For the Greeks, nostalgia meant a mix of sweet and bitter pangs that humans suffer in search of their roots and identities. From what was once considered a return of pain or some sort of sickness, relived nostalgic moments are now said to improve mood, increase self-esteem, strengthen social bonds and imbue life with meaning. It does so for Ziauddin Sardar, as moments of reckoning through sights, scents, and sounds of the lived past reveal his true self as a ‘desi’, an identity sans ethnic lineage and national boundaries. Why should my identity be limited to a mere seventy years and a vaguely samosa-shaped area on the world map? As a compassionate critical thinker and an accomplished author, Sardar traces his identity in the macrocosm of culture and civilisation beyond the body politic of the nation-state called Pakistan.
Ways of Being Desi pieces together those aspects of history and culture that have either faded from peoples’ imagination or lie marginalised in the percepts of territorial identity. Such an identity has cast an unmistakable imprint on people’s minds, shattering their self-esteem to the point that they don’t find anything true and authentic within their own country. Nothing could be worse for a heterogeneous population than a lack of belief in self and the country, the psychological underpinnings of which reduce the sense of belonging to a caricatured symbolism of political identity. It is the diasporic sense of separation and loss that is beautifully reflected in the rich anecdotal narrative.
Only by removing the mask of modernity could the author hear the call of sanity and sweetness of everydayness that he had long lived and cherished. Sardar unapologetically returns to his desi-ness, and rediscovers the emotional power of relationships; captures the sense of aesthetics in language; and locates himself within the civilisational space called ‘watan’. The detective novels of Ibn-e-Safi, the cinema of Dilip Kumar and Guru Dutt, the poetic genius of Ghalib and Faiz, and the crossover Pakistani television dramas help him comprehend the missing sub-continental imagination, the absence of which has only given people of the partitioned land a sense of political identity that has distanced itself from the history and culture of its ancestral lineage.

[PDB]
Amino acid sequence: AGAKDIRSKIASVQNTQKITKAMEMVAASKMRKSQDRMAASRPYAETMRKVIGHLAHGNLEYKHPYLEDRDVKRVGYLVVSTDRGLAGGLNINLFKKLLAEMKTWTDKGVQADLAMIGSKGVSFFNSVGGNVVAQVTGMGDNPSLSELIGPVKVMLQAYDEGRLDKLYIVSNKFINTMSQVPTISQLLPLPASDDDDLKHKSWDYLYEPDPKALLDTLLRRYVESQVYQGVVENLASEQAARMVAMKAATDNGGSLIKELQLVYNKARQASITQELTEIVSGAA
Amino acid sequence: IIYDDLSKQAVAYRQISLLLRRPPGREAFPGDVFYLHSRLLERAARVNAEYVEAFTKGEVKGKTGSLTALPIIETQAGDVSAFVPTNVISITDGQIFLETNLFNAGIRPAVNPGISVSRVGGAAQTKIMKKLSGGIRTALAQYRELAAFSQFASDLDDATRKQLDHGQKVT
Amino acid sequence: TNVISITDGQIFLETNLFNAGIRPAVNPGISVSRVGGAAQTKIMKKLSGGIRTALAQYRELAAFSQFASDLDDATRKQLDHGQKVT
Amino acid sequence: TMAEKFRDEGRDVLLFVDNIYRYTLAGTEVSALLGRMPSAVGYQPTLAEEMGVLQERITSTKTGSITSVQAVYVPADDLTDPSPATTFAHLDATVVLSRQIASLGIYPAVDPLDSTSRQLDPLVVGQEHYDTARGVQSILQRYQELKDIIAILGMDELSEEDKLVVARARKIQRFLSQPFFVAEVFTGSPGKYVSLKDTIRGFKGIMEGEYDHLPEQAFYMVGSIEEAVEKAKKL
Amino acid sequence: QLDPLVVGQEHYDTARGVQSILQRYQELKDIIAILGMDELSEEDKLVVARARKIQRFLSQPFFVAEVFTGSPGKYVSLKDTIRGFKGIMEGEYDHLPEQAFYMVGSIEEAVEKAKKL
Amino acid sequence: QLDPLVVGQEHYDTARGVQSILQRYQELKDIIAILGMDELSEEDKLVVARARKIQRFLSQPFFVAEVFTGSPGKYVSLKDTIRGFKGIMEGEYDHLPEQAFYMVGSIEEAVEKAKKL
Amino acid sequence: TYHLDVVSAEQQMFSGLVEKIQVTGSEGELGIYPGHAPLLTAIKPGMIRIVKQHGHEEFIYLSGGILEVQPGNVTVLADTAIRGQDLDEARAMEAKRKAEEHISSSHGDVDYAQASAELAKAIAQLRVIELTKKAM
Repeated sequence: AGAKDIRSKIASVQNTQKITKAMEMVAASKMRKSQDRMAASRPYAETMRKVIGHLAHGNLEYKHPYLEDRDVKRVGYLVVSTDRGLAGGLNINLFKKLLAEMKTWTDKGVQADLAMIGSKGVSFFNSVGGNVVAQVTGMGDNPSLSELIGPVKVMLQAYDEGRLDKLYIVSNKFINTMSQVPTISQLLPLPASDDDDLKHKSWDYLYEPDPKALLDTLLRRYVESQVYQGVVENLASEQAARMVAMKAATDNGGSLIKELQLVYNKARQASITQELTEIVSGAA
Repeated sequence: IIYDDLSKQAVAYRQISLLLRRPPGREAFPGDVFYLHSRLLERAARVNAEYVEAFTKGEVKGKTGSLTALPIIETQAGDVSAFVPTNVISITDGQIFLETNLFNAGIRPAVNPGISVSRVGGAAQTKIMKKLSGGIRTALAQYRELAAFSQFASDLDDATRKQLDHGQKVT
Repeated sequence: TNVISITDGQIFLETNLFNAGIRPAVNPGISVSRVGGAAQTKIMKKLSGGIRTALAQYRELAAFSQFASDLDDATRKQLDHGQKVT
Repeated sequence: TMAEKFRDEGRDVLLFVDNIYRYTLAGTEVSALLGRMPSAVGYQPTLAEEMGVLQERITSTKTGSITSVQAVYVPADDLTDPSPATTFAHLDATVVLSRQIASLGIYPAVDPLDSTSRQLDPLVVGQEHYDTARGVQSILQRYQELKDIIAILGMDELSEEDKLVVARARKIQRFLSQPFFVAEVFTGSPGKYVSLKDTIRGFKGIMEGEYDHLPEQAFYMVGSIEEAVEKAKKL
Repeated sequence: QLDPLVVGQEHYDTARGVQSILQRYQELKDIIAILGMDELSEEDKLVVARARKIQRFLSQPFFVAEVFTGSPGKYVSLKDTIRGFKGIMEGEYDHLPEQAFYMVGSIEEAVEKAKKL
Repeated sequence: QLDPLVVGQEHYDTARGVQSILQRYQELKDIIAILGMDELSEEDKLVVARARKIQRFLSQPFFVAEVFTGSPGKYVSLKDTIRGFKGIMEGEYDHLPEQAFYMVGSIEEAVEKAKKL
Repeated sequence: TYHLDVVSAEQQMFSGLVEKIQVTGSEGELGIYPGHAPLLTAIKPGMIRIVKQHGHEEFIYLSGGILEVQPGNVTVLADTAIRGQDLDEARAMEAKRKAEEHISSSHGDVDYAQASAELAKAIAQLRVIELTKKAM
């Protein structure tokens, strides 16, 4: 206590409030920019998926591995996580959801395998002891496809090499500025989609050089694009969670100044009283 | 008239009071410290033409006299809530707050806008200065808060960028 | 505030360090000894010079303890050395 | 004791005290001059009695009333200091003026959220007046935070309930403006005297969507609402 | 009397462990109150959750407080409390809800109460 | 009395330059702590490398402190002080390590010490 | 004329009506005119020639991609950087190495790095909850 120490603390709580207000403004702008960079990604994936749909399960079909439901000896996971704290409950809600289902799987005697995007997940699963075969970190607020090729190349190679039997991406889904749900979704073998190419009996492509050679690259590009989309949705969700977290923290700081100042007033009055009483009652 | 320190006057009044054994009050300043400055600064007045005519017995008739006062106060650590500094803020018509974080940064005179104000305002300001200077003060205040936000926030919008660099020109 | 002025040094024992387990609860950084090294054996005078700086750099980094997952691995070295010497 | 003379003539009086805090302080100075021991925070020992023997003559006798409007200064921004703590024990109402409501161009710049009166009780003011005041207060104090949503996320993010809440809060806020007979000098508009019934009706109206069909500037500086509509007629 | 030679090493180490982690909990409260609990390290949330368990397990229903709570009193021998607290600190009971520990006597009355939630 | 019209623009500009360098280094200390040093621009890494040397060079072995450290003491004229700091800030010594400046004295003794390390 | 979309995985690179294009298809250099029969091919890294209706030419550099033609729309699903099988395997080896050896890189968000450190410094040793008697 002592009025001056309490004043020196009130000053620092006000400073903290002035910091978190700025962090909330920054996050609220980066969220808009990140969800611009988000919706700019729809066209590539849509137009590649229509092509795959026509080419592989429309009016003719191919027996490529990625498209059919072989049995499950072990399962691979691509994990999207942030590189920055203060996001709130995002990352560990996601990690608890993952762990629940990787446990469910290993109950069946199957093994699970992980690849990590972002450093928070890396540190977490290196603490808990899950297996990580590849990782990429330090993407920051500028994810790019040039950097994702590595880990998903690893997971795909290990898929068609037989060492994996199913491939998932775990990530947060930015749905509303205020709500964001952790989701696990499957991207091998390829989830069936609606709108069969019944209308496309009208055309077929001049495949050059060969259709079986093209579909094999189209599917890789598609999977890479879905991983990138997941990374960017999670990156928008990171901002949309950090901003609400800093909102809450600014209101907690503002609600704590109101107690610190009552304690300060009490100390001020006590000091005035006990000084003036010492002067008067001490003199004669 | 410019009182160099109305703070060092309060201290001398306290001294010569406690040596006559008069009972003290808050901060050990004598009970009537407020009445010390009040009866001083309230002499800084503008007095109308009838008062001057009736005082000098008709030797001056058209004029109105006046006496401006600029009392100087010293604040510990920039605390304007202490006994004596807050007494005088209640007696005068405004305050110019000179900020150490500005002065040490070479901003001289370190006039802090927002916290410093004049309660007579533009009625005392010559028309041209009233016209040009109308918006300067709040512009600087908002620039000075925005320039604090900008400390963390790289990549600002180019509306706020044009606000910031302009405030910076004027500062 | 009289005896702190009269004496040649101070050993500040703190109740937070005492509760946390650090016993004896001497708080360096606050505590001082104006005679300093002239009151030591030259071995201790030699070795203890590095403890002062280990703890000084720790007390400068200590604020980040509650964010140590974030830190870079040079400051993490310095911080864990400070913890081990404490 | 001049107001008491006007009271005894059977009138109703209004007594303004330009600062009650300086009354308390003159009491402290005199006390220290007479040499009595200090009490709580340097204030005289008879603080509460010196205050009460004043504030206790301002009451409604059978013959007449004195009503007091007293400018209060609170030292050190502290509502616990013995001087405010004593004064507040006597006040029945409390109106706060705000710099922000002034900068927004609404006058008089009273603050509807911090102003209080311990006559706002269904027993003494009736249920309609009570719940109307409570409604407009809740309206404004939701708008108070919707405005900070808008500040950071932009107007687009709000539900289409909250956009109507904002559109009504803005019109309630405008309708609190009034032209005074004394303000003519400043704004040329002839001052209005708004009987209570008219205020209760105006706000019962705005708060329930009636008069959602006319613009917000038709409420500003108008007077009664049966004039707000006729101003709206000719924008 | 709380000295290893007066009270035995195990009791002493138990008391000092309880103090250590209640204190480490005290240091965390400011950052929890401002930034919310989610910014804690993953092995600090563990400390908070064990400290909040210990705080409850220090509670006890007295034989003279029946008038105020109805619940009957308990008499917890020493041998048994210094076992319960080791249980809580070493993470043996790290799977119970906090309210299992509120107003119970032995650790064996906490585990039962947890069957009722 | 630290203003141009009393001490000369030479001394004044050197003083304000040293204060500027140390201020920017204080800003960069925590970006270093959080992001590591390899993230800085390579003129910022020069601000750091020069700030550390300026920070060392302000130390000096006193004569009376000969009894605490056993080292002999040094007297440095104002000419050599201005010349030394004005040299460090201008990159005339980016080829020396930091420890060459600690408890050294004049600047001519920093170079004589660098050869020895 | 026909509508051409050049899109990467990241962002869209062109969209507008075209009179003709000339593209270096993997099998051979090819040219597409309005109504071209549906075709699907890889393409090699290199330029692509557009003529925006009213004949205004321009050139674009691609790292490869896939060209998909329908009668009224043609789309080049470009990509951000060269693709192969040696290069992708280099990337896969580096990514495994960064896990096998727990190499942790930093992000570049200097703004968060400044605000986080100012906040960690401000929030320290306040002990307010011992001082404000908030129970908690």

These are reflections on realities of a country that belittled the identity of its people. With wit and sarcasm, Sardar explores the shaping of a nation-state in constant paralysis.
Within the political realities which persist only for maintaining status quo, the idea of coming together of diverse traditions separated at the cruel hands of history may sound romantic; however, there is merit in it as it can counter the collective insanity and despair that fuels a sense of inferiority. Such remote possibility is pregnant with the idea of building creative alliances between shared cultures to act against the helplessness and impotence generated by modernity. One begins to feel Sardar’s pain and at the same time aligns with his optimism that only by recreating a sub-continental imagination based on diverse cultures and interlinked histories can a plural homeland be created!
Sardar traverses a significant part of his nostalgic journey through films, as he finds in them reflections of contradictions and opportunities, as well as poetic aesthetics and cultural values. In addition to acting as a universal symbol of sub-continental identity, films like Mughal-e-Azam, Ganga Jamuna, Devdas and Pyassa not only set the literary agenda but acted as a lifeline for cultural survival. While Indian cinema of the ’50s, ’60s and early ’70s engaged with the audience purely on the basis of shared cultural assumptions, the television dramas of Pakistan during the ’80s and ’90s explored the role of tradition in shaping a contemporary identity. Both found resonance across political boundaries, a testimony to the acknowledgement and appreciation of shared cultural chord. Could film and television media of the kind be the reflecting mirror of shortcomings, and a messenger of promises?
At the core of Ways of Being Desi are reflections on socio-political realities of a country that has belittled the identity of its own people. Packed with sardonic wit and uninhibited sarcasm, the author provides an honest exploration into the shaping of a nation-state that is perpetually in paralysis. Not only the land area but mental spaces of people have been partitioned, distancing them from the aesthetic and sensibility of their subcontinental belonging. The country needs to recover its tradition of pluralism and humanism before its segregated populace plunges it deeper into the abyss of bigotry, violence and mob rule, cautions Sardar. The author invokes desi-ness as a living, dynamic reality that has the potential to reclaim the past to reunite it to its futures.
(Sudhirendar Sharma is an independent writer, researcher and academic)